There he was. Just standing there. Looking at her. Quietly. Thoughtfully.
And she knew. He was afraid.
They'd been bickering all week. And he was afraid. To fail. To say the wrong thing.
He looked at her crying, with his sad eyes, + asked, “Is there anything I can do for you right now?”
“Are you shitting me?!?!” she thought to herself..
Ughhh, yeah. You know the drill. Get your ass over here + hug me. Make me feel loved. Tell me everything is going to be ok, even though we’re both mad. Get over here! LOVE ME!
But nothing came out. None of that. Those words were burning her from inside like hot lava.
She just cried more.
He was so afraid to fail, to hurt her even more or to make a mistake that he didn’t do the thing he FELT was the best.
He was thoughtful + logical … but that is not what they needed most in that moment.
His logic told him to stay right where he was. Not to risk going toward her pain. Because he might make it worse.
His logic told him to “Figure out the RIGHT thing to do first, then do it.” So he searched for the "right" answer.
His logic trumped his emotional response to seeing her in pain.
THEY needed him to allow his feelings to guide him. (which went against everything he’d been trained to know is the RIGHT way to operate).
And I say “They” needed something else, because his ability to make a mistake by loving her, is exactly what their relationship needed.
It’s what SO MANY relationships need.
To have the courage to make the mistake, by loving your partner.
We readily make lots of mistakes in our relationships …
- By trying to prove our point.
- By trying to be heard.
- By trying to be right.
- By shutting down to avoid pain/conflict.
- By trying to convince the other person.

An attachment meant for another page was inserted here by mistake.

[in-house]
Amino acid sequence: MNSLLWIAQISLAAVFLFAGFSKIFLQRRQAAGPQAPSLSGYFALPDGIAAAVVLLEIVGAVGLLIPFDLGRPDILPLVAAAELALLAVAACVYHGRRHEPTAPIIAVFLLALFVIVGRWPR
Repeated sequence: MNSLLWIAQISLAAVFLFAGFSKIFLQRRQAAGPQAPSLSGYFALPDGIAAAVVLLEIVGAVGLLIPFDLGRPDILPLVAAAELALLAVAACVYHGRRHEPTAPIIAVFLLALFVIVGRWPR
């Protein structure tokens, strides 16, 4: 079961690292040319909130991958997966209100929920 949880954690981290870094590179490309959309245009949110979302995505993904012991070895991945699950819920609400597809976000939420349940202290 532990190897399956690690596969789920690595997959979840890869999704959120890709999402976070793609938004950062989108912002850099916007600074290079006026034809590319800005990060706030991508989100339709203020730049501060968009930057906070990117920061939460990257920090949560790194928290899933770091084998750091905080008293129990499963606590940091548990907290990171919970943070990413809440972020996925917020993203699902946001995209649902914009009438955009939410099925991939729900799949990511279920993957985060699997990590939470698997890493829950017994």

But what we really need is to practice making mistakes by LOVING OUR PARTNERS.
That means …
When you’re afraid to go in for that hug, do it anyway.
When it makes the most sense to offer a solution, try, “I’m so sorry that happened to you,” instead.
When you’re not sure how to support them, look at them lovingly + say “I can’t even imagine what you’re going through.”
When all you want to do is run because it’s so uncomfortable to see them sad, angry, or scared … stay right by their side + say, “I’m not going anywhere. I’m here with you.”
Take a risk of being wrong, failing + making a mistake by loving your partner.
Make the mistake by loving them.
And if making mistakes isn’t your jam, I get it. Do it anyway, your relationship needs these kinds of mistakes. Your relationship depends on your ability to lovingliny make mistakes.
If you’d like some help in loving your partner, even if it means possibly failing now + then, let’s chat.
Click the "Let's Chat" button below to sign up for a complementary quick chat about how you can start making mistakes by LOVING your partner, TODAY. They’ll thank you for reaching out. They’ll thank you for loving them the way they’ve been craving you to … for too long.
** The individuals portrayed in this writing are not actual clients.